Color palette

THE COLOR WHEEL

The relationship between our primary, secondary, and accent colors.

PRIMARY COLORS

Always use at least one primary color.

SECONDARY COLORS

Use secondary colors in conjunction with primary colors, as needed.

ACCENT COLORS

Accent colors should be used sparingly, only as “pops” of color.

COLOR FORMULAS

How would you describe our brand green? Grass? Emerald? Chartreuse? This color confusion led to the practice of standardized formulas, both for printed and digitalized materials.

PRIMARY COLORS

PMS 362 C

C 74 M 15 Y 100 K 2

R 80 G 158 B 47

HEX #509E2F

PMS 3288 C

C 100 M 23 Y 73 K 9

R 0 G 130 B 100

HEX #008264

PMS 294 C

C 100 M 75 Y 8 K 35

R 0 G 46 B 109

HEX #002E6D

SECONDARY COLORS

Use to support primary colors.

PMS 268 C

C 87 M 99 Y 0 K 8

R 88 G 44 B 131

HEX #582C83

PMS Cool Gray 10 C

C 23 M 16 Y 13 K 53

R 95 G 98 B 102

HEX #5F6266

ACCENT COLORS

Use sparingly as accents only.

PMS 7704 C

C 93 M 4 Y 8 K 24

R 0 G 131 B 185

HEX #0083B9

PMS 144 C

C 0 M 51 Y 100 K 0

R 235 G 139 B 0

HEX #EB8B00

PMS 381 C

C 25 M 0 Y 98 K 0

R 206 G 220 B 0

HEX #CEDC00

PMS 621 C

C 13 M 1 Y 13 K 2

R 206 G 224 B 215

HEX #CEE0D7

PANTONE® COLORS (PMS)

The Pantone Color Matching System is the standardized format for printing. This ensures colors match even if printed by different manufacturers.

CMYK

Use this mode when creating something that will be physically printed, like a brochure, poster, sign, postcard, or magazine.

RGB

Use this mode when creating something that will be viewed on a monitor or screen, like a website, blog, email, banner ad, or social media post.

HEX

This code is assigned to colors viewed digitally; since shades appear different depending on the monitor, assigning a code to them ensures consistency.

Photography

OUR PHOTO STYLE

As a “People First” company, we want our people to shine through in all our photography. This section will give you tips and examples of ways to put people as the focal point of an image, just like they’re the focal point of our entire business.

Photography is an important element of the Ultimate Software visual identity. Images should be

People-oriented - Candid - Real - Aspirational - Bright

MAINTAINING A VISION WITH SIMPLE TECHNIQUES

If a picture says a thousand words, what would we want ours to say? The Ultimate Software brand voice, believe it or not, can be captured in an image by using certain photographic elements: natural lighting, shallow depth of field, asymmetrical framing, real moments, and interesting angles. These are good rules of thumb whether you’re shooting a picture or just choosing one.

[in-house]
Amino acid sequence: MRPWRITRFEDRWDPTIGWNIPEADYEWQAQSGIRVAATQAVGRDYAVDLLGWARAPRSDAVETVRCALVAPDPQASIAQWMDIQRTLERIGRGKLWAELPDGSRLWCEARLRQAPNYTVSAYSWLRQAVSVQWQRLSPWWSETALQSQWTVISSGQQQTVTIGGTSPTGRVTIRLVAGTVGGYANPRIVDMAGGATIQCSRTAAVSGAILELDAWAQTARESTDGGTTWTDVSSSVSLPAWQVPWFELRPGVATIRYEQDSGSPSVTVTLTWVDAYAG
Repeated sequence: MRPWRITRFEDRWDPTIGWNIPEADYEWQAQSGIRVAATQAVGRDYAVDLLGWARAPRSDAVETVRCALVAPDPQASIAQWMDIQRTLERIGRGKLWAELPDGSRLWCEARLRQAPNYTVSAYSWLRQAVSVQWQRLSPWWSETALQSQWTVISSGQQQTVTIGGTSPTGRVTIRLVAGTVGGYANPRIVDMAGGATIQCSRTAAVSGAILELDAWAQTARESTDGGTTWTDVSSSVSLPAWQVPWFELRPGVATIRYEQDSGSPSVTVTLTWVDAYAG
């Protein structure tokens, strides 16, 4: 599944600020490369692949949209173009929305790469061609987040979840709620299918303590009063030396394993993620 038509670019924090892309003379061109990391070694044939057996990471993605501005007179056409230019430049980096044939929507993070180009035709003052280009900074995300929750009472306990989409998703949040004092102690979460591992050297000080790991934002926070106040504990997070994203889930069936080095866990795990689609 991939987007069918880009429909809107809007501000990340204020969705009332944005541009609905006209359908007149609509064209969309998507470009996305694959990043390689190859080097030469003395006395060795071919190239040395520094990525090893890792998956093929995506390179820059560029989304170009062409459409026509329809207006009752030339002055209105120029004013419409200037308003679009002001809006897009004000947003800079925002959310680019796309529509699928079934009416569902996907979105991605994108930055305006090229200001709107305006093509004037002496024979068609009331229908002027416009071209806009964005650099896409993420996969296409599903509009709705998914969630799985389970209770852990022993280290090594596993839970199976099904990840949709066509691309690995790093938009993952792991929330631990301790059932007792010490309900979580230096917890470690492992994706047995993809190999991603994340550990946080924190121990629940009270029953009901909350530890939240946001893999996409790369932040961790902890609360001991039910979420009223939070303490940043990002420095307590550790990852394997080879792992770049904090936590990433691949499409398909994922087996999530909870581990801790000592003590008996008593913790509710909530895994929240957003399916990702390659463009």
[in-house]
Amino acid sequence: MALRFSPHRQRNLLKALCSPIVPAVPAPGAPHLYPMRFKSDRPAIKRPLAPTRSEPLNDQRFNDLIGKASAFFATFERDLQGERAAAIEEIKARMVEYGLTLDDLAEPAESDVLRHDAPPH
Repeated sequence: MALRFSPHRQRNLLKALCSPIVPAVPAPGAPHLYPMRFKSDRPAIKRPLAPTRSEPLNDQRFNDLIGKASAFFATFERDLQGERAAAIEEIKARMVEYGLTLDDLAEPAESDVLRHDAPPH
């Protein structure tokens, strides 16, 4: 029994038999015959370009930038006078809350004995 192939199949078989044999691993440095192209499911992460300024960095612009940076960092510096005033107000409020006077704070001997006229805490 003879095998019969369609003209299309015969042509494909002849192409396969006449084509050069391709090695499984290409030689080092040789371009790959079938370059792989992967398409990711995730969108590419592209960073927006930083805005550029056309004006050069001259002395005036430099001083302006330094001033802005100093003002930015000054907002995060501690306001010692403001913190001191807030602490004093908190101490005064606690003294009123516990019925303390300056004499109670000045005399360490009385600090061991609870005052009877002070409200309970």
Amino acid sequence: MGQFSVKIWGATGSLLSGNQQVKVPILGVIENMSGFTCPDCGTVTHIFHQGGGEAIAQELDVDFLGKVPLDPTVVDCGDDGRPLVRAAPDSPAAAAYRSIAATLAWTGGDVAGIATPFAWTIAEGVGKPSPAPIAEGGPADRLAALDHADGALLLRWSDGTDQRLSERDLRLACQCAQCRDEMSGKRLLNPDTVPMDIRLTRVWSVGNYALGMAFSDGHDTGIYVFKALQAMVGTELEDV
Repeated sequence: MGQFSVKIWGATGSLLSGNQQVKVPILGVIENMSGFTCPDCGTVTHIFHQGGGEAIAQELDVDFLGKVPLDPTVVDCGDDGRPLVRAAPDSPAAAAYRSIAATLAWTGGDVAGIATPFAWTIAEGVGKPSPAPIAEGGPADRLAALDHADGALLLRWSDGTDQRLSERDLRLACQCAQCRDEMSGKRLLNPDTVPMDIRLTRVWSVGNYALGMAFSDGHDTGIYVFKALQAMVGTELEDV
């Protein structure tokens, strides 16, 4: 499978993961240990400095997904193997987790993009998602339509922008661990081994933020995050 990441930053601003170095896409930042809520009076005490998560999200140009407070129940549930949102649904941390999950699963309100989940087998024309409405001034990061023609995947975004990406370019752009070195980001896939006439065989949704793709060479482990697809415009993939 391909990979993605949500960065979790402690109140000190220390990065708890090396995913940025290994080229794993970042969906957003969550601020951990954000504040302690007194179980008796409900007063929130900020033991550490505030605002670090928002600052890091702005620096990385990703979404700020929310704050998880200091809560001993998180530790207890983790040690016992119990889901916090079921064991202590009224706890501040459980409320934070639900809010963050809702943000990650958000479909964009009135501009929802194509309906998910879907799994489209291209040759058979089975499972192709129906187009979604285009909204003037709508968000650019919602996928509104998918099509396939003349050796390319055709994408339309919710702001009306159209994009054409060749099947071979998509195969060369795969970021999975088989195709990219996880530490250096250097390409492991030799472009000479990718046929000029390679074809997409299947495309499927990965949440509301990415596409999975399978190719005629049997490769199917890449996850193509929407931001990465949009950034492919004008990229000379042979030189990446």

NATURAL LIGHTING

Sunlight is always more flattering than a camera flash. Try opening the blinds or finding an area near a window. Always remember to have your subject face the light source instead of being back lit by a window.

SHALLOW DEPTH OF FIELD

Keep the subject close to the camera. This makes the background slightly blurry, so you can still see the scene without drawing focus from the subject.

RULE OF THIRDS

Imagine there are lines splitting the picture into thirds, both horizontally and vertically. Position the subject on the lines to create a better shape while freeing up space for typography.

REAL MOMENTS

Try to avoid the use of staged presentation shots (“grip and grin”), static group shots, or shots of peoples’ backs. Capture subjects in their normal working environment by having them pretend you’re not there. Staged shots feel less authentic.

INTERESTING ANGLES

Don’t be afraid to tilt and slant the camera for a different angle, but make sure it doesn’t take the focus away from the subject.

Yes!

Bright - People-oriented - Fresh

Candid - Authentic

USING YOUR PHONE TO TAKE PHOTOS

In a vibrant culture like ours, interesting photo opportunities can arise at any time. Smartphones are a convenient way to capture these moments for possible use in brand communications. Follow these handy tips to get the best image quality possible.

Yes!
  • NICE NATURAL LIGHTING
  • UNIQUE COMPOSITION
  • CORRECT EXPOSURE
  • INTERESTING BACKGROUND
no thanks :(
  • HARSH LIGHTING (USE OF FLASH)
  • BORING COMPOSITION
  • UNDER-EXPOSED BACKGROUND
  • CLUTTERED BACKGROUND

CAMERA PHONE TIPS

When using your phone for photography, always hold it sideways.

Avoid appying filters to the images. These can be applied later by the design team if desired.

Never shoot with your light source behind your subject and avoid using your camera’s flash.

If your subject is in an uninteresting location, you can move to a more visually appealing one.

If your phone has an “HDR” setting, turn it on for better photos.

Try new interesting angles and avoid the overly used.

Icongraphy

ICONOGRAPHY GRAPHICS

Icons are used as a tool to convey an idea or expression quickly. In situations like product profiles, icons are used as a way to draw the eye to important features and benefits. For situations where copy is sparse, icons fill in missing bits of information to help the viewer make an informed decision in a fraction of a second.

GREEN

These are the main icons, to be used when printing on white paper, or digitally on white backgrounds.

REVERSE

These are best used on colored or filled backgrounds, both printed and digitally.